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Balanitis

Balanitis is when the head of the penis is swollen and sore.

Balanitis is not usually serious but it's important to see a GP to find out what's causing it.

With balanitis, the head of your penis is usually:

Other symptoms can include:

Non-urgent advice: See a GP if:

  • you or your child have symptoms of balanitis
  • treatment has not worked

Adults can also go to a sexual health clinic for assessment.

Sexual health clinics can help with balanitis

Sexual health clinics treat problems with the genitals.

Many sexual health clinics offer a walk-in service, where you do not need an appointment.

They'll often get test results quicker than GP practices.

During coronavirus, call a sexual health clinic if you need help or advice. Only go to a clinic if you've been told to.

Find a sexual health clinic

A doctor or nurse will look at your penis and ask you a few questions. They may also wipe a cotton bud over the head of your penis to test for infections.

If any treatment they prescribe does not work, the cause is unknown, or the infection is severe and thrush is present, a blood test may be suggested to check if you have diabetes.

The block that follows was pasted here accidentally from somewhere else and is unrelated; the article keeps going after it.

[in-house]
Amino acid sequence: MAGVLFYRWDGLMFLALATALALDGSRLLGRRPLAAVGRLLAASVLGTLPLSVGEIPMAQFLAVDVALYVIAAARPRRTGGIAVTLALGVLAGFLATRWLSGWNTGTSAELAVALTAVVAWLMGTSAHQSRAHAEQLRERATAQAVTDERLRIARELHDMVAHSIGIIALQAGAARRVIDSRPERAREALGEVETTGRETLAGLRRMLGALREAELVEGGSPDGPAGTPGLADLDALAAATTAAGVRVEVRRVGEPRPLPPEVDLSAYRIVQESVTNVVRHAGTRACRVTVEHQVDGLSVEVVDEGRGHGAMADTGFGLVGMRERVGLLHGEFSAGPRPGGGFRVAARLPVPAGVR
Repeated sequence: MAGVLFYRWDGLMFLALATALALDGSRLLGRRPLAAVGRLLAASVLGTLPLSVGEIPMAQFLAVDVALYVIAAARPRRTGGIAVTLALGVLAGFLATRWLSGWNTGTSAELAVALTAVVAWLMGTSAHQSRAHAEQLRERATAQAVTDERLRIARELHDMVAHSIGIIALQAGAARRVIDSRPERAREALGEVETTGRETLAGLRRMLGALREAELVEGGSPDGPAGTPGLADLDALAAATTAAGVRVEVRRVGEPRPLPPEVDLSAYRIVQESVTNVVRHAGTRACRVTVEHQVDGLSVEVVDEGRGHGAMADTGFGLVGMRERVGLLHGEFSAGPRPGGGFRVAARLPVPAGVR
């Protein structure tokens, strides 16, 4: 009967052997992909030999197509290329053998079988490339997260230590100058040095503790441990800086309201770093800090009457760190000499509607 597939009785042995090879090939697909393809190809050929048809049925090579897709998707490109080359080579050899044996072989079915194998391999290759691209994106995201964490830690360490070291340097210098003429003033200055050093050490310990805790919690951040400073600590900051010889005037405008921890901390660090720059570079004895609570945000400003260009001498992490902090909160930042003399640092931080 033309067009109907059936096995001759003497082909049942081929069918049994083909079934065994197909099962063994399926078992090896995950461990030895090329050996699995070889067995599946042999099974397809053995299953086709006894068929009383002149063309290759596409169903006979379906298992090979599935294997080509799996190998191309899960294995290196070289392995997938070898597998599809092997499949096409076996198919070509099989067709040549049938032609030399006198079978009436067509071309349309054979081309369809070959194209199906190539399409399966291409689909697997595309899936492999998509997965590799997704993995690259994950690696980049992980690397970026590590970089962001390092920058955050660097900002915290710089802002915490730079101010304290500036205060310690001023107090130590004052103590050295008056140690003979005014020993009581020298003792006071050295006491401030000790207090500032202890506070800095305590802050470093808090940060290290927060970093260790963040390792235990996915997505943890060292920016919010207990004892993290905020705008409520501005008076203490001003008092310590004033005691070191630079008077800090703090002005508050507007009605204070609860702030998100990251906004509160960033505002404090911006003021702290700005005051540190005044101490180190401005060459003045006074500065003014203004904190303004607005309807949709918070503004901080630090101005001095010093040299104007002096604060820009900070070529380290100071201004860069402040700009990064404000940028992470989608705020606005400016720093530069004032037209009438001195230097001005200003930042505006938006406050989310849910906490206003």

Treatment for balanitis depends on what's causing it.

A GP may prescribe:

If you or your child keeps getting balanitis and medicine has not helped, circumcision (surgery to remove the foreskin) may be considered.

Do

  • wash your penis every day

  • gently pull back your foreskin and wash the area with warm water

  • dry gently after washing

  • if you use condoms, choose condoms for sensitive skin

  • wash your hands before peeing or touching your penis

Don't

  • do not use soap or shower gel but you could use an emollient (moisturising treatment)

Do

  • gently wash your child's penis every day

  • use warm water and then dry it gently

  • if they wear nappies, change your child's nappies often

Don't

  • do not use soap, bubble bath or baby wipes

  • do not pull your child's foreskin back if it is fixed in place

Causes of balanitis include:

  • not washing your penis properly
  • some young boys have a very tight foreskin (phimosis), which means they cannot pull it back to clean under it
  • thrush
  • a sexually transmitted infection (STI) such as gonorrhoea or chlamydia – if a STI is suspected you may be referred to a sexual health clinic
  • substances such as soap, shower gels or condoms may irritate the skin
  • diabetes – high levels of sugar in your pee can cause thrush